Can 'Hackers' Use Computer Code to Help with Natural Disaster Response & Safety?

Sep 12, 2018

Credit Blackstone LaunchPad/ Syracuse University

Syracuse University is about to host a hackathon focused on helping people and communities leading up to, during and after natural disasters.  During the two day event which starts Friday, Hurrican Florence is expected to hit the Carolinas and Virginia. 

The Program Manager of the Blackstone Launch Pad at Syracuse University Braden Croy says participants of “Call for Code” don’t have to be computer “coders” to join a team.

 “Anyone who has maybe that more business mindset so they’re a marketer or they are a finance individual. Anyone with a diverse skill set is welcome.”

'Call For Code' Hackathon—Sept 14 & 15—at Syr Univ Bird Library

He says mobile, desktop, and app developers could also work alongside those in marketing to create happier, healthier communities.  As the current focus in the news this week has been evacuations and warnings for Hurricane Florence, Croy says hackathon participants could figure out logistics on evacuation efforts for any region of the country.

 “Hospital, nursing homes. How do we evacuate individuals? How do we help people in their own home lives better prepare and plan for natural disasters? So you know the technology you can come up with at a hackathon is infinite.”

As our world has become more connected digitally with mobile devices, we rely on them more and more.  That’s a problem because Croy says about 52 percent of homes in the U.S. don’t have landlines and storms can also disrupt mobile communications.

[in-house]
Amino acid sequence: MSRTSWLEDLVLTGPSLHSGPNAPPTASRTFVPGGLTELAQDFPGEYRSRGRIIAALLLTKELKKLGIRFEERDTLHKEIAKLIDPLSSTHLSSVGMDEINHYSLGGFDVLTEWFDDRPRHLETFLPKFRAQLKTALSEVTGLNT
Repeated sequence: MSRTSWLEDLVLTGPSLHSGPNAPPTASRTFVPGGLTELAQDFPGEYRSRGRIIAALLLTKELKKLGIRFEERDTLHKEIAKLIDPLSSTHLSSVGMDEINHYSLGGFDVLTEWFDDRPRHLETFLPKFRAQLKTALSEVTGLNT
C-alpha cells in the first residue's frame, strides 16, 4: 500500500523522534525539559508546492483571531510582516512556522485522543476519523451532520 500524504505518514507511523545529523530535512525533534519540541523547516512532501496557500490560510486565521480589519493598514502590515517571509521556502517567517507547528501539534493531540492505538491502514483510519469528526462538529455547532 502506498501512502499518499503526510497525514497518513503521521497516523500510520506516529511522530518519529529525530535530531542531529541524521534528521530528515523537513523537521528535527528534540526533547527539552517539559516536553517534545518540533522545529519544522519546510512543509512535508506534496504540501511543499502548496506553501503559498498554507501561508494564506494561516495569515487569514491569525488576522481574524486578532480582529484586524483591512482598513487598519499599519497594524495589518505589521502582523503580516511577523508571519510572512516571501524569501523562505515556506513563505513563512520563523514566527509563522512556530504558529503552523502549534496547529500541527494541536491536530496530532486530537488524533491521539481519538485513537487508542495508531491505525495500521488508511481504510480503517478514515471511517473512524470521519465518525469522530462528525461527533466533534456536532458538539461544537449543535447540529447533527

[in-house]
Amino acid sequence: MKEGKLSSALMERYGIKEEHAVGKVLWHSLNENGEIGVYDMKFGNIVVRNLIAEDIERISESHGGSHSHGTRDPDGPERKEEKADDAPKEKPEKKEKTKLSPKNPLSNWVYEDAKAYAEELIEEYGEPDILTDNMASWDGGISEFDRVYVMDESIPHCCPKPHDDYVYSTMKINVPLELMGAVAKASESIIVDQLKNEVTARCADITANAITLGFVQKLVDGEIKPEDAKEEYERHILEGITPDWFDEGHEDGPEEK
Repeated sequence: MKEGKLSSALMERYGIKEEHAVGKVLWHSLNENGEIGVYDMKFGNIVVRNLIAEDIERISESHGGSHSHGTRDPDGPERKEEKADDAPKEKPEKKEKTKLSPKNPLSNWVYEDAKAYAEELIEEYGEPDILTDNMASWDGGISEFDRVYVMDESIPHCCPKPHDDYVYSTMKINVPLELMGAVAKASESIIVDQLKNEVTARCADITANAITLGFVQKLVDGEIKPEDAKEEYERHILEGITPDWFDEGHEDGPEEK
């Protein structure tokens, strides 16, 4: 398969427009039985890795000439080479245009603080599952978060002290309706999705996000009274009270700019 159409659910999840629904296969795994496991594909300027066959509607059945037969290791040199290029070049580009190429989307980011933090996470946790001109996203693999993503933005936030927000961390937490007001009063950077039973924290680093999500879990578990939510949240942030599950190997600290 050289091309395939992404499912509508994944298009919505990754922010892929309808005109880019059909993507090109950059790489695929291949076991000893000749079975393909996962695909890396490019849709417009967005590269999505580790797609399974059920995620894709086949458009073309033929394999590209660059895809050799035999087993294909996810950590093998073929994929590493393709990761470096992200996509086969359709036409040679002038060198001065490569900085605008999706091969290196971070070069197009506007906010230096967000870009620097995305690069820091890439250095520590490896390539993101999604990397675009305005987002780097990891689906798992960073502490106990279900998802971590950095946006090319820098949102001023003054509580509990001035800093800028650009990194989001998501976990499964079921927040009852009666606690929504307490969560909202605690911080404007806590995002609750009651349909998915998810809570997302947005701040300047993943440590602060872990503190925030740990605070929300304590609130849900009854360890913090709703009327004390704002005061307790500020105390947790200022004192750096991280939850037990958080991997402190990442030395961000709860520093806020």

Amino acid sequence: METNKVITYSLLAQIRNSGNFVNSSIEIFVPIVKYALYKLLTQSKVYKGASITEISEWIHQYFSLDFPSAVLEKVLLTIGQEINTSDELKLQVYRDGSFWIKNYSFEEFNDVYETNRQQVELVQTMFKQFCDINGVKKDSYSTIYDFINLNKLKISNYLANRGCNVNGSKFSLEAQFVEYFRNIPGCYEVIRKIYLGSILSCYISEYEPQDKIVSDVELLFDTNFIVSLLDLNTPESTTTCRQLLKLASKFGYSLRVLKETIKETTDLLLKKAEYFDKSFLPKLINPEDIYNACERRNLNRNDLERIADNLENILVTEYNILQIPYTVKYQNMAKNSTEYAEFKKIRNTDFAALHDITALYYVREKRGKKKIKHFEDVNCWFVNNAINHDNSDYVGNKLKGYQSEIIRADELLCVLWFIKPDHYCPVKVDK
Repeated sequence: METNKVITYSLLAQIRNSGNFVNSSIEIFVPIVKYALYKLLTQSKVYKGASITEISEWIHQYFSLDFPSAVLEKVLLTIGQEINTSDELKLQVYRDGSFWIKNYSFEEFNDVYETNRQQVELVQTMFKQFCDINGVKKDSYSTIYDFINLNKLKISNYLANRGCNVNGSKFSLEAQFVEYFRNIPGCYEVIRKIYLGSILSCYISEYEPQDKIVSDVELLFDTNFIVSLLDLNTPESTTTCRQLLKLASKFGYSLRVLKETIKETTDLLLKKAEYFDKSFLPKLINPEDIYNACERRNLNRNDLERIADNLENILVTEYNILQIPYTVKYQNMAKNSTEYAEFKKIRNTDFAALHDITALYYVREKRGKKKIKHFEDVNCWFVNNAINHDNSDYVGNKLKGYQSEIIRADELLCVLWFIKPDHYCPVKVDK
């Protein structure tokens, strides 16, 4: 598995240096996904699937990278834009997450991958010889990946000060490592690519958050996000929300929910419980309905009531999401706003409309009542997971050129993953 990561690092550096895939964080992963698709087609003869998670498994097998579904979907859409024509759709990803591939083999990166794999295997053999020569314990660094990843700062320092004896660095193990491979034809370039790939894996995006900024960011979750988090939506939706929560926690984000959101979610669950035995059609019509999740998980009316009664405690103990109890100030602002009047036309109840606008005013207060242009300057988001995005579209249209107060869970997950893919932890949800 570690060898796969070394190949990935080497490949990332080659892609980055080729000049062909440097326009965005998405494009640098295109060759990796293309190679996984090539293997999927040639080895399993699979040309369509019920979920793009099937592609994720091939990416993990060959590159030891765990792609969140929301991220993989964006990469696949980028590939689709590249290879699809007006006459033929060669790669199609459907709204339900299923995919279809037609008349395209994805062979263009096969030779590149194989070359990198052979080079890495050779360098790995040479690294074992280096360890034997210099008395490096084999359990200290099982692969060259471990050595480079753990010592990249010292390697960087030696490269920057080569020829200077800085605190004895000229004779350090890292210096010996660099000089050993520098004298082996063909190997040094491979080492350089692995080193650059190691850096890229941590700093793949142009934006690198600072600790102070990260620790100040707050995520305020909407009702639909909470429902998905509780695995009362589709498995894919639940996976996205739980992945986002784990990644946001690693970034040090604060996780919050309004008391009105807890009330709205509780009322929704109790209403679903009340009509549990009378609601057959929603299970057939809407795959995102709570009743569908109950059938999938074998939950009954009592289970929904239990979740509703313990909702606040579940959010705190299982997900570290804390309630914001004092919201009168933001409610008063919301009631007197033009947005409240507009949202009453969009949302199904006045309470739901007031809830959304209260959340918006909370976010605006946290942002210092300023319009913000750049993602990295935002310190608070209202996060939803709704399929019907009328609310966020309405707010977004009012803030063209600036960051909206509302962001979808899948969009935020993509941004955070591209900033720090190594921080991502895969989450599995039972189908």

Braden Croy visits the WAER studios.
Credit John Smith/WAER News

“These are perfect opportunities for participants in Call For Code to think about communications when you have no electricity, when your cell tower, your infrastructure is taken down. What does that look like? And how do we build technologies that are safe, secure, and reliable to restore communications between family members, between first responders?”

“Call for Code” happens at SU’s Bird Library this Friday at 3:30 and continues through Saturday.  To sign up click here.

Winners can go on to national compeition and work with the American Red Cross and IBM's Corporate Service Corps to have their solutions actually deployed next year.  There's also a chance to win money: First-place winner in the global competition will receive $200,000; second place is $50,000; third place is $10,000.